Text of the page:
(CNN Spanish) — Florida authorities are seeing an alarming trend in the south of the state, due to the growing number of immigrants — mainly Haitians and Cubans — arriving on US shores in makeshift boats.
The US Coast Guard has intercepted more than 6,000 Cubans since last October, according to the agency, the most in a fiscal year since the 1990s.
“We’ve seen this before. It’s a natural phenomenon. But seeing this increase is really worrying, because we’re seeing more people on unseaworthy boats, putting a lot of those people at risk.” high risk of losing their lives,” said Walter Slosar, Miami Sector Chief Patrol Agent.
Cubans have been fleeing the island for years, but recent unrest, persecution and shortages of basic goods have accelerated the exodus.
“People have arrived with stories of persecution by the government, due to their disagreement to participate in certain events, or because they do not agree with the island’s communist policy. It is not just them but also many stories of their family members, friends who were apprehended, detained for minor offenses that do not qualify as crimes,” said David Claros, director of Immigration Legal Services for the Southeast Region at Church World Service. In addition, He added that he is currently hiring additional personnel to respond to the situation.
Patrols in the area are complicated by the varying terrain, which requires coordination between agencies on the ground, in the air, and at sea. Recently, CNN participated in US Customs and Border Protection Air and Marine Operations, the US Border Patrol and the Coast Guard.
The agencies will work together to identify and intercept the migrants, so that they can be repatriated. However, if they do make landfall, they will be taken into Border Patrol custody.
But as the Coast Guard tries to intercept the migrants before they reach the US coast, thousands of them have managed to make landfall. So far this fiscal year, border authorities have arrested nearly 3,600 people in the Miami sector, which covers more than 1,200 miles (1,930 kilometers) of Florida’s coastline. Last year, arrests reached just over 1,000.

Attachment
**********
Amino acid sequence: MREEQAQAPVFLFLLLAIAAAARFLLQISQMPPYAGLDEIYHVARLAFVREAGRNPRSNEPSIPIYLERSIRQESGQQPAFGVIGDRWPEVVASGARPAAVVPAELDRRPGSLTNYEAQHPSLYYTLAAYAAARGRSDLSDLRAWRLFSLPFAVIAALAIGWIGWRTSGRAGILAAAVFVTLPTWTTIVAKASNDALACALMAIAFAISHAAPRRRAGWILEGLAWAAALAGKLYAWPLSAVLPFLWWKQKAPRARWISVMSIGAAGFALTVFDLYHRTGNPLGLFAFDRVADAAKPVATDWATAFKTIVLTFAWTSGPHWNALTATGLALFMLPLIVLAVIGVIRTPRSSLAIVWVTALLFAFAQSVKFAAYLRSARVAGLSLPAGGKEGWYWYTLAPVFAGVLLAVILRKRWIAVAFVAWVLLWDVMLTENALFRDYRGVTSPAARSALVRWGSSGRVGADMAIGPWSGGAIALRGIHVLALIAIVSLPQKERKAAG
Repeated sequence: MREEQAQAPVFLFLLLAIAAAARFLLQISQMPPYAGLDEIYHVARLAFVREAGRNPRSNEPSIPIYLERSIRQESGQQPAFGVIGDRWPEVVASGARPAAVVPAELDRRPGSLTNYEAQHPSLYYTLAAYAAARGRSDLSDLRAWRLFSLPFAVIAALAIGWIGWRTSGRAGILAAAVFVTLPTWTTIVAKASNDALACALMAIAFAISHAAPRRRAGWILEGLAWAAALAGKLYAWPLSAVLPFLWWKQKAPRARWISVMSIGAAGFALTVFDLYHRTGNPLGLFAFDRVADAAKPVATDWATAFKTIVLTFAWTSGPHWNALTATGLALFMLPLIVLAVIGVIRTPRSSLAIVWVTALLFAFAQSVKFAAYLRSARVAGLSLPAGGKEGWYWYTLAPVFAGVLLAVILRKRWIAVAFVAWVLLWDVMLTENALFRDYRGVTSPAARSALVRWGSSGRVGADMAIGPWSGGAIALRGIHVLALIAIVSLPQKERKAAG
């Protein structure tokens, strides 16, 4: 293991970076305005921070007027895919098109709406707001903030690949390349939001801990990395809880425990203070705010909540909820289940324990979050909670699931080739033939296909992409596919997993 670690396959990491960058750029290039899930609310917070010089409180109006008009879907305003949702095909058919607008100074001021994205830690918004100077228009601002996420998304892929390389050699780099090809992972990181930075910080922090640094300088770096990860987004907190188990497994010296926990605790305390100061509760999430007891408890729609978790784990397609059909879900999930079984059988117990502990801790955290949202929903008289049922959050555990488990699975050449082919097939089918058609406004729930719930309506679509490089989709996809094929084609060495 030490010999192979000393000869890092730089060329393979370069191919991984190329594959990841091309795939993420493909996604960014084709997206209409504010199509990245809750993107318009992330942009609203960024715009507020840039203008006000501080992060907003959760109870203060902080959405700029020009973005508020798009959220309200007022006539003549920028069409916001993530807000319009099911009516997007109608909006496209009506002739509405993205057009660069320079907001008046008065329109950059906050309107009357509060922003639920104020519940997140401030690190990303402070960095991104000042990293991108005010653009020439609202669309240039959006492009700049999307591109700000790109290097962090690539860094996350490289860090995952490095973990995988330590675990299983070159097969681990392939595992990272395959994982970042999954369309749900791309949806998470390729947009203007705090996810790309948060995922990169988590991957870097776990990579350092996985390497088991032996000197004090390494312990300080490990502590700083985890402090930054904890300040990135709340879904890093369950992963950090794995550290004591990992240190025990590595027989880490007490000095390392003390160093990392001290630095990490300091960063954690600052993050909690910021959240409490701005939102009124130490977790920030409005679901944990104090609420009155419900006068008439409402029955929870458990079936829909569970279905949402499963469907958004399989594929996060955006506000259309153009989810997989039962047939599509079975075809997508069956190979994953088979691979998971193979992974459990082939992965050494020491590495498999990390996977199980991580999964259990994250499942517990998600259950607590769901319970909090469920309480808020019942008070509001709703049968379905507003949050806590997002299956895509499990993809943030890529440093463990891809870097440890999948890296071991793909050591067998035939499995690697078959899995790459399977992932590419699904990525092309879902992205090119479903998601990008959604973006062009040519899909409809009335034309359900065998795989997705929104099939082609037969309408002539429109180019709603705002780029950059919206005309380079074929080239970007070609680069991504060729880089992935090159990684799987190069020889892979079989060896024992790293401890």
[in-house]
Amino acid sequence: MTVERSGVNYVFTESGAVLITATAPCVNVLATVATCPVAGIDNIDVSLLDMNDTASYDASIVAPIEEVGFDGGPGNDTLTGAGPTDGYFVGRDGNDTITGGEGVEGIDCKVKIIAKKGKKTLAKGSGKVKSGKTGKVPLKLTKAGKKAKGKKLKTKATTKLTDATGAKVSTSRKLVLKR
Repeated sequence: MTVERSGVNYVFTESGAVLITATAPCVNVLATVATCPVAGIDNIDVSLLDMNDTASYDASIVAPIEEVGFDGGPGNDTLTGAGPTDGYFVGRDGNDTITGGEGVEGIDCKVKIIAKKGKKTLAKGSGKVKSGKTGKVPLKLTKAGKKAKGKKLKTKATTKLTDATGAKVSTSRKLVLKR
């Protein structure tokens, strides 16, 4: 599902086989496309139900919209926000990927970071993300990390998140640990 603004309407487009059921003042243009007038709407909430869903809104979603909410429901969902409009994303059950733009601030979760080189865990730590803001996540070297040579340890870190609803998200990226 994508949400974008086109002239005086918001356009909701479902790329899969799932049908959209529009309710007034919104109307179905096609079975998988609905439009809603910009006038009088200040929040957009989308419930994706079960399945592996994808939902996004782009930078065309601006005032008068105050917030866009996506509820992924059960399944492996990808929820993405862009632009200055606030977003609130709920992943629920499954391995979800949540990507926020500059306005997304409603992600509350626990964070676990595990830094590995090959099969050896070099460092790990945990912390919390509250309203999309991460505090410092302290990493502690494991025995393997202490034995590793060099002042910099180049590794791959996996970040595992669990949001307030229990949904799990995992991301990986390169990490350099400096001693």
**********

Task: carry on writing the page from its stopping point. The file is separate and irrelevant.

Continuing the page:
Authorities daily encounter a wide range of vessels at sea and on shore, ranging from tethered surfboards to boats with limited supplies and no navigation system; all for what is usually a trip of several days. Just an hour after the Coast Guard patrol began, crew members spotted a makeshift boat in the sea with approximately eight people.
And the migrants are not just Cubans. Officials are dealing with a growing number of Haitian immigrants traveling to the US by sea. The Coast Guard responded to incidents involving large freighters carrying dozens, if not hundreds, of Haitian immigrants, putting those on board in great danger.
“Conditions on board were horrible,” said Mark Lamphere, a Coast Guard maritime interdiction officer, recalling a vessel that washed up off the Florida coast this year. “There were reports of people being injured, so I had to jump over there and there was only room to stand,” he said, adding, “Two hundred of them would pile up there and defecate and urinate right where they were standing.”
Slosar acknowledged that there is a demand for more resources to address the new numbers of immigrants. “We’re working with finite resources, and when we come across these people, you don’t know who’s on that ship. Our mission is to understand who’s coming into the country. Our agents take time to bring them into our custody, make sure they are healthy, clean, fed and safe, and then identify exactly who they are,” he said.